Jack and Oona were very right to illuminate the risks associated with a potential forceful response to the latest chemical attack if Syria proves to be the culprit. And most of the risks they highlight are real ones – escalation and other unintended consequences. Still, if law is to mean anything, there has to be serious consequences for a serious violation of it. I’m convinced that not doing anything carries profound risks for international order.
If the answer is simply diplomatic protestations and the like, I fear we will be entering a era where the world’s most dangerous actors will consider the law as little or no impediment to whatever atrocity they choose to inflict. Enabling a sense of impunity is an extraordinarily dangerous downside to not bombing, even as we recognize the risks of any military operation, and especially in the Middle East.
Having said all this, let’s be clear that military action needs to be part of a larger strategy. The Atlantic reported:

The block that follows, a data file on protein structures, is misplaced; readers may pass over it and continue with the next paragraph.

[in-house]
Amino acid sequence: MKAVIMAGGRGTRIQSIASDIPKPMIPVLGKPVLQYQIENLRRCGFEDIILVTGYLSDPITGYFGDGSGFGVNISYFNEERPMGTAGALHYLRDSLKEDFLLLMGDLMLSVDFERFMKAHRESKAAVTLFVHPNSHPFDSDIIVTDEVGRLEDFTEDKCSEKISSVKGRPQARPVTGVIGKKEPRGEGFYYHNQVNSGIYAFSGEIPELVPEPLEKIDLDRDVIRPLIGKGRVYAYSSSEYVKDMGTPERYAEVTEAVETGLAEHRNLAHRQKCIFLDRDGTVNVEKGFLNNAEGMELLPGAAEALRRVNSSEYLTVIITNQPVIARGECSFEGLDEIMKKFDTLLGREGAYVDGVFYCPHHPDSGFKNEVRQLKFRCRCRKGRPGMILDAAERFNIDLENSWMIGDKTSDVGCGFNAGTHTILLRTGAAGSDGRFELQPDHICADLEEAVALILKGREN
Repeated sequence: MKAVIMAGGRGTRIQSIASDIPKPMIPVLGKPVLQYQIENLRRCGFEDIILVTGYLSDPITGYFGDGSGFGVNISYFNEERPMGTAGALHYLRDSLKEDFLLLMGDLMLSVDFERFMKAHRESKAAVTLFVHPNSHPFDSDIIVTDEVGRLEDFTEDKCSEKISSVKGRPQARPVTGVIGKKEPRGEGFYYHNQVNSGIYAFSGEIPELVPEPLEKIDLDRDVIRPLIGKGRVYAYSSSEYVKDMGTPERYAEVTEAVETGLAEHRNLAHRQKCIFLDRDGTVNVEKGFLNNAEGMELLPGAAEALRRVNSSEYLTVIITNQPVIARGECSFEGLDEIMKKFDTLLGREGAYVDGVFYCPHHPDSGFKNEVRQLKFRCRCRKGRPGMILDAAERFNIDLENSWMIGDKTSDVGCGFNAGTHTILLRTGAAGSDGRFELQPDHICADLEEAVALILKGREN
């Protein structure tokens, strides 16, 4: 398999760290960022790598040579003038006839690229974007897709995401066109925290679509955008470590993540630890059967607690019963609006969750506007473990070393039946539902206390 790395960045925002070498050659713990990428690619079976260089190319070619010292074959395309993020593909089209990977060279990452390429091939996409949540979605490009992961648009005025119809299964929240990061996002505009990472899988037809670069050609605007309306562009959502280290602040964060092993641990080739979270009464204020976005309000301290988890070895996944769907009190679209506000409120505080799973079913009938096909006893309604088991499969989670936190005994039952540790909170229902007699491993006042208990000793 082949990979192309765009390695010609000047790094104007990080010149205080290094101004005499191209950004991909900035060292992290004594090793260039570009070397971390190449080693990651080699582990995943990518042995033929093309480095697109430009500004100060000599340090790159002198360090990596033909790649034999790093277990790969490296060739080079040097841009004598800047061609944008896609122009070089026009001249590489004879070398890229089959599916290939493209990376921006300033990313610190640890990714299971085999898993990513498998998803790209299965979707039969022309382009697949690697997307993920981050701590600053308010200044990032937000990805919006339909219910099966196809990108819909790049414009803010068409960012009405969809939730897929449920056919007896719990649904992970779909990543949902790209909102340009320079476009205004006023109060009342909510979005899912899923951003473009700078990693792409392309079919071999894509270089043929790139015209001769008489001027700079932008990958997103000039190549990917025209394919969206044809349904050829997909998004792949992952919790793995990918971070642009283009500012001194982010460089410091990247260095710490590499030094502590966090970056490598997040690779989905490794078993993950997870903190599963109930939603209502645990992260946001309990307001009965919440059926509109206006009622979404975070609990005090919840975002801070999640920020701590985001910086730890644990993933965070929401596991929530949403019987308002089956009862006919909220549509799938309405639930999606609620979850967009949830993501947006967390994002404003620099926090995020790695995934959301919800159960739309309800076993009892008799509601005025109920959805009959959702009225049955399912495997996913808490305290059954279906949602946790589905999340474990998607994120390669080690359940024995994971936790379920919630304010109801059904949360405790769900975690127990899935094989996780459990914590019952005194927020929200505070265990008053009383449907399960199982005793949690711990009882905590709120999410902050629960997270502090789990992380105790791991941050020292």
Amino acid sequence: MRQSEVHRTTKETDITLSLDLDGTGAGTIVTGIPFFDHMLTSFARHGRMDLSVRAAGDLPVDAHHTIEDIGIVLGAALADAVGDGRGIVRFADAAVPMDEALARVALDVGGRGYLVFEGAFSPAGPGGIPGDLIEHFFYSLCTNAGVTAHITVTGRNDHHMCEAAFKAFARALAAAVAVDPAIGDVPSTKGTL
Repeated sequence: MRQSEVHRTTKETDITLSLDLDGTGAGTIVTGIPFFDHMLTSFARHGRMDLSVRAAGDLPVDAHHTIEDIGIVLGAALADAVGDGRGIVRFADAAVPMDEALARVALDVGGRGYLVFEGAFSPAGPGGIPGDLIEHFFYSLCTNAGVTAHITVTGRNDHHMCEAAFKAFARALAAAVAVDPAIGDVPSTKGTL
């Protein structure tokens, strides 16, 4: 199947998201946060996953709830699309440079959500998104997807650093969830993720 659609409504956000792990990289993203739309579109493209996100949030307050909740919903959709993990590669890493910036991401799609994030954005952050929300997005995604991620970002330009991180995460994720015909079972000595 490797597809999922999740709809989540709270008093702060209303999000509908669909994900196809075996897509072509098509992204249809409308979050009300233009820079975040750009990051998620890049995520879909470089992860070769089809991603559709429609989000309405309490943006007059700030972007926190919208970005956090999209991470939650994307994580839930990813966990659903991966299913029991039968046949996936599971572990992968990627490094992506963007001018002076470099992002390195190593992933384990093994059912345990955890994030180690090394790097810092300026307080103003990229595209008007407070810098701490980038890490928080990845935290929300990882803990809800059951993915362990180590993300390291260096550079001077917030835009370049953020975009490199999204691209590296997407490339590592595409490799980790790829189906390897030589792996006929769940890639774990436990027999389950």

Melissa Dalton of the Center for Strategic and International Studies, meanwhile, suggested a hybrid of several of these options: a mix of American measures such as punitive strikes against Syrian aircraft used in Douma, sanctions for nations that have supported Assad’s deployment of weapons of mass destruction, a push for a negotiated end to the Syrian war that holds Assad accountable for his WMD use and large-scale conventional violence, and a commitment to sustained counterterrorism and stabilization missions in Syria.
This is a sensible approach that thoughtfully incorporates a range of actions into a larger, strategic effort. Yet at the same time, it is hard to see how this approach can succeed without the “punitive strike” element Ms. Dalton recommends.
Let’s pray that somehow an attack can be avoided, but let’s also have the courage to use force if we must to stop these horrific crimes against the helpless, and to ensure Americans, to include those we sent in harms’ way into Syria, are protected.
But as we like to say at Lawfire, check the facts, assess the law and the arguments, and then decide for yourself!